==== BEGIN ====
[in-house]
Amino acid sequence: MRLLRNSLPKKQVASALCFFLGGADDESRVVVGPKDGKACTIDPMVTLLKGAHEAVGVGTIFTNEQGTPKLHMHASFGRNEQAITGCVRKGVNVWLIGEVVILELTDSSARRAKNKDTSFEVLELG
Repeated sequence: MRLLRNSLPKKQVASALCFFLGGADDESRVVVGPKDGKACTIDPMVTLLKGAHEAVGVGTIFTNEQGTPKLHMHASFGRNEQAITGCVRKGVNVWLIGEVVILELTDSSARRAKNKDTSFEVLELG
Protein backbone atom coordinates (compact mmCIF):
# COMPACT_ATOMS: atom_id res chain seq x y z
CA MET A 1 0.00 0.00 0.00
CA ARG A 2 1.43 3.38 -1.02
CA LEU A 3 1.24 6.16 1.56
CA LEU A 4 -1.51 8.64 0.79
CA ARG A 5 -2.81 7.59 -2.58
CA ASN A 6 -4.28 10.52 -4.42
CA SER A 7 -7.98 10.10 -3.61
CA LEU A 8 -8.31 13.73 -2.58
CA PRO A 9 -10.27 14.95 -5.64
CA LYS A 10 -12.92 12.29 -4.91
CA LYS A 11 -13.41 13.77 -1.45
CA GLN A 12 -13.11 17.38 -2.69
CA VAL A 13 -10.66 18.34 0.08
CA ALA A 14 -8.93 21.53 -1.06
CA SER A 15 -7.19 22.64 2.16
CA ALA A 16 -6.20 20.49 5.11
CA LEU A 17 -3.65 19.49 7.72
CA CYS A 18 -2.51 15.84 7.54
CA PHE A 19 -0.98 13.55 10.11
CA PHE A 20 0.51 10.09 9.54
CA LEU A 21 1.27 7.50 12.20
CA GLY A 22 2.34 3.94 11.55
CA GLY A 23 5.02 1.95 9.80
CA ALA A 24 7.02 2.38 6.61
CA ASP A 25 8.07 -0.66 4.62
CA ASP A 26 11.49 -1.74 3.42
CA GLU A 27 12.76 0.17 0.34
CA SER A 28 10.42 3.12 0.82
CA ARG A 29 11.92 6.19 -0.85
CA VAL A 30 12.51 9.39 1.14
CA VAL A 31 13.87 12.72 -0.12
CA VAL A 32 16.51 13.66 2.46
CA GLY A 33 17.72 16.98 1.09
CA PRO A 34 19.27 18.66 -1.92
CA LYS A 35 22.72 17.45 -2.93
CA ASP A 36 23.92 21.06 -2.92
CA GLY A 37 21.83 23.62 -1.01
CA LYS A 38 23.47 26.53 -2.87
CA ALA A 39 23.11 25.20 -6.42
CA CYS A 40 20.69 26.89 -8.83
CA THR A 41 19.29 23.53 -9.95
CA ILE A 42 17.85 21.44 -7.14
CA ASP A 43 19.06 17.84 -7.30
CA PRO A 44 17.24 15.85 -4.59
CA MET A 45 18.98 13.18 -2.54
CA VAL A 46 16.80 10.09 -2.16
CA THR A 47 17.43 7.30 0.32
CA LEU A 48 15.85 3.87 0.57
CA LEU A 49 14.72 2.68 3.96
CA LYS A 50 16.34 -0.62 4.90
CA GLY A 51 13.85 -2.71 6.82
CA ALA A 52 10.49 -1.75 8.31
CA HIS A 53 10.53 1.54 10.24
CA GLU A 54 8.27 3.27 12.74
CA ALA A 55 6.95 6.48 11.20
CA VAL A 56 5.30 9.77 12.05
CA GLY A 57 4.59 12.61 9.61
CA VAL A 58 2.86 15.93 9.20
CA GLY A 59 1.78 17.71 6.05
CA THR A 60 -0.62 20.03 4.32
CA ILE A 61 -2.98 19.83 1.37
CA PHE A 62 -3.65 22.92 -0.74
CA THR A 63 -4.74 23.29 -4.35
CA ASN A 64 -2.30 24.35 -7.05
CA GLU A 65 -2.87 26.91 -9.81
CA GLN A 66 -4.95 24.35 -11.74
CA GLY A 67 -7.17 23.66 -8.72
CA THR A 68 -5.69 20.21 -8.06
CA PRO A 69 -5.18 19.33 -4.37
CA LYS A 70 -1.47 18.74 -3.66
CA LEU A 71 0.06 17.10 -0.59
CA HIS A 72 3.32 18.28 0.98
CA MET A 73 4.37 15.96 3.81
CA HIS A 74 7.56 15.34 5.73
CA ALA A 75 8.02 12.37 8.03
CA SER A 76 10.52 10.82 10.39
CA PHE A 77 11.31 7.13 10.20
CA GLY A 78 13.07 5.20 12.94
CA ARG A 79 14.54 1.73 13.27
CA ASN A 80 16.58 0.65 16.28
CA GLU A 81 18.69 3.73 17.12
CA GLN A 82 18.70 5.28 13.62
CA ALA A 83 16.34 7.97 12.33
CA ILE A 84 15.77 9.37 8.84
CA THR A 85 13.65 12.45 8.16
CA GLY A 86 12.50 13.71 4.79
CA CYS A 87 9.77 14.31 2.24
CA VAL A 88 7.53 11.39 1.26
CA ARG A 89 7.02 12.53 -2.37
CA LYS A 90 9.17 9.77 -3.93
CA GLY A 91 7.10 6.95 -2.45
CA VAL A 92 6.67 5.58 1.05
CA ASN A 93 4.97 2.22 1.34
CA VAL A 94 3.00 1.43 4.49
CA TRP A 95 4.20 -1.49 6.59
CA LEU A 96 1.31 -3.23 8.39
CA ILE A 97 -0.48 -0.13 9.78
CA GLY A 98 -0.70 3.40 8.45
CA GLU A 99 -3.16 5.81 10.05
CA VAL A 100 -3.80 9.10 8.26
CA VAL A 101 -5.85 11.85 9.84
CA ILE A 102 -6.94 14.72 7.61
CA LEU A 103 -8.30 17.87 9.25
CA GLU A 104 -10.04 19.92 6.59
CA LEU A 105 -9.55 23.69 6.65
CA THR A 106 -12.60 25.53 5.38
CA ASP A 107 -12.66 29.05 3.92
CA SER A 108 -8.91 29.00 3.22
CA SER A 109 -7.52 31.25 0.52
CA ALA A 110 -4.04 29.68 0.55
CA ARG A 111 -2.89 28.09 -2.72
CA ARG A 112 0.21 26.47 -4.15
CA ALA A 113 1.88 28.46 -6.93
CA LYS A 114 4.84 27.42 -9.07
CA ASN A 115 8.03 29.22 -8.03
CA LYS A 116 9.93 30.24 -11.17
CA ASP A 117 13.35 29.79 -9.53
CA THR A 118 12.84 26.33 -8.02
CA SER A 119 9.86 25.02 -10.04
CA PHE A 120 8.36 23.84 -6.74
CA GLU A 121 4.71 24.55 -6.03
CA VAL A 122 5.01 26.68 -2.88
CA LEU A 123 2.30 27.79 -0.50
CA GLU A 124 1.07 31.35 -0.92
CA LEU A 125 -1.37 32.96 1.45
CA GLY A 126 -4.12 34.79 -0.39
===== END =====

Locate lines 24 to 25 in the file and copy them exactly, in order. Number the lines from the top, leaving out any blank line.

CA PHE A 19 -0.98 13.55 10.11
CA PHE A 20 0.51 10.09 9.54